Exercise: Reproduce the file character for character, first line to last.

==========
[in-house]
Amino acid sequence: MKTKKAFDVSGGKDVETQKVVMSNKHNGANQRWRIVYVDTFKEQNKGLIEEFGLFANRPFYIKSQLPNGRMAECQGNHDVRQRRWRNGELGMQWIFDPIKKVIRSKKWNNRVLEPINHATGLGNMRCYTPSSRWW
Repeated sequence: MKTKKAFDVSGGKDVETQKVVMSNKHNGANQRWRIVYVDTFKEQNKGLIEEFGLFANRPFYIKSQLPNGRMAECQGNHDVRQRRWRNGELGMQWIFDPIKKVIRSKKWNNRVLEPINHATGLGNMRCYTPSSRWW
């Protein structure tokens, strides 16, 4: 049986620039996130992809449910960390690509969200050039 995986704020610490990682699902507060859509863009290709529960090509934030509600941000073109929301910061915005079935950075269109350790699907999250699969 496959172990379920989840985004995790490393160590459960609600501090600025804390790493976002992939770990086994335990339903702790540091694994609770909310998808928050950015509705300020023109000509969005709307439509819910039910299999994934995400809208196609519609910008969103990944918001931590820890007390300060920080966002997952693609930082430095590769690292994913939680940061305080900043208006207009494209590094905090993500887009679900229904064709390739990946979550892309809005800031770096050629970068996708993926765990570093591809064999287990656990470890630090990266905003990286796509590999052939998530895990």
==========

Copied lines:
[in-house]
Amino acid sequence: MKTKKAFDVSGGKDVETQKVVMSNKHNGANQRWRIVYVDTFKEQNKGLIEEFGLFANRPFYIKSQLPNGRMAECQGNHDVRQRRWRNGELGMQWIFDPIKKVIRSKKWNNRVLEPINHATGLGNMRCYTPSSRWW
Repeated sequence: MKTKKAFDVSGGKDVETQKVVMSNKHNGANQRWRIVYVDTFKEQNKGLIEEFGLFANRPFYIKSQLPNGRMAECQGNHDVRQRRWRNGELGMQWIFDPIKKVIRSKKWNNRVLEPINHATGLGNMRCYTPSSRWW
């Protein structure tokens, strides 16, 4: 049986620039996130992809449910960390690509969200050039 995986704020610490990682699902507060859509863009290709529960090509934030509600941000073109929301910061915005079935950075269109350790699907999250699969 496959172990379920989840985004995790490393160590459960609600501090600025804390790493976002992939770990086994335990339903702790540091694994609770909310998808928050950015509705300020023109000509969005709307439509819910039910299999994934995400809208196609519609910008969103990944918001931590820890007390300060920080966002997952693609930082430095590769690292994913939680940061305080900043208006207009494209590094905090993500887009679900229904064709390739990946979550892309809005800031770096050629970068996708993926765990570093591809064999287990656990470890630090990266905003990286796509590999052939998530895990």